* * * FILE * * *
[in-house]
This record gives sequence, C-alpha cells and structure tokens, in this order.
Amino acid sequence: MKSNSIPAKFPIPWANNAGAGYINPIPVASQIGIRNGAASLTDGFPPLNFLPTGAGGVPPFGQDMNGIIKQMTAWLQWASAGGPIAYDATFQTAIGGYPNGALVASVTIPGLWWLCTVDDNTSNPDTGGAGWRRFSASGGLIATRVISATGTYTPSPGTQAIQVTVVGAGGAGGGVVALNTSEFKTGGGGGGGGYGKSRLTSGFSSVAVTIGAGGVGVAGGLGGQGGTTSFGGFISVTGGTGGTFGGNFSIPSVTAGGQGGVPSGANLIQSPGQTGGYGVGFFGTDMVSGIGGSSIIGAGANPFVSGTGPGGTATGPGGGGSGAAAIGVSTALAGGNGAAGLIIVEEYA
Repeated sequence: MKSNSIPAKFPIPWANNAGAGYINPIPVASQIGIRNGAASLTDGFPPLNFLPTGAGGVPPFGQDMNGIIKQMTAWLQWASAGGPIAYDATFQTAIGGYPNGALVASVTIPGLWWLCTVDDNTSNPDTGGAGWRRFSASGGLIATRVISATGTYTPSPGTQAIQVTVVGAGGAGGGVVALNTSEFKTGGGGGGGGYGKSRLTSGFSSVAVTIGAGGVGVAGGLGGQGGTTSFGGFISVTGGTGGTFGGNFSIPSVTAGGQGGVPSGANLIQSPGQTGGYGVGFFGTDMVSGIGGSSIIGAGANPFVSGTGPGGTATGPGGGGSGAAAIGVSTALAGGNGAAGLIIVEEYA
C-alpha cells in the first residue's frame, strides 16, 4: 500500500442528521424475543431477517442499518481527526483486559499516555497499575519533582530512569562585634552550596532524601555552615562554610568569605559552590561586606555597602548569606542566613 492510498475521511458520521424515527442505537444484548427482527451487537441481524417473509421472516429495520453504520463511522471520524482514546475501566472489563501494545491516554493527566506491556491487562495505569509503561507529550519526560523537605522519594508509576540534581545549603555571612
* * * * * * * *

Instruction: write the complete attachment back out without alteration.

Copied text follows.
[in-house]
This record gives sequence, C-alpha cells and structure tokens, in this order.
Amino acid sequence: MKSNSIPAKFPIPWANNAGAGYINPIPVASQIGIRNGAASLTDGFPPLNFLPTGAGGVPPFGQDMNGIIKQMTAWLQWASAGGPIAYDATFQTAIGGYPNGALVASVTIPGLWWLCTVDDNTSNPDTGGAGWRRFSASGGLIATRVISATGTYTPSPGTQAIQVTVVGAGGAGGGVVALNTSEFKTGGGGGGGGYGKSRLTSGFSSVAVTIGAGGVGVAGGLGGQGGTTSFGGFISVTGGTGGTFGGNFSIPSVTAGGQGGVPSGANLIQSPGQTGGYGVGFFGTDMVSGIGGSSIIGAGANPFVSGTGPGGTATGPGGGGSGAAAIGVSTALAGGNGAAGLIIVEEYA
Repeated sequence: MKSNSIPAKFPIPWANNAGAGYINPIPVASQIGIRNGAASLTDGFPPLNFLPTGAGGVPPFGQDMNGIIKQMTAWLQWASAGGPIAYDATFQTAIGGYPNGALVASVTIPGLWWLCTVDDNTSNPDTGGAGWRRFSASGGLIATRVISATGTYTPSPGTQAIQVTVVGAGGAGGGVVALNTSEFKTGGGGGGGGYGKSRLTSGFSSVAVTIGAGGVGVAGGLGGQGGTTSFGGFISVTGGTGGTFGGNFSIPSVTAGGQGGVPSGANLIQSPGQTGGYGVGFFGTDMVSGIGGSSIIGAGANPFVSGTGPGGTATGPGGGGSGAAAIGVSTALAGGNGAAGLIIVEEYA
C-alpha cells in the first residue's frame, strides 16, 4: 500500500442528521424475543431477517442499518481527526483486559499516555497499575519533582530512569562585634552550596532524601555552615562554610568569605559552590561586606555597602548569606542566613 492510498475521511458520521424515527442505537444484548427482527451487537441481524417473509421472516429495520453504520463511522471520524482514546475501566472489563501494545491516554493527566506491556491487562495505569509503561507529550519526560523537605522519594508509576540534581545549603555571612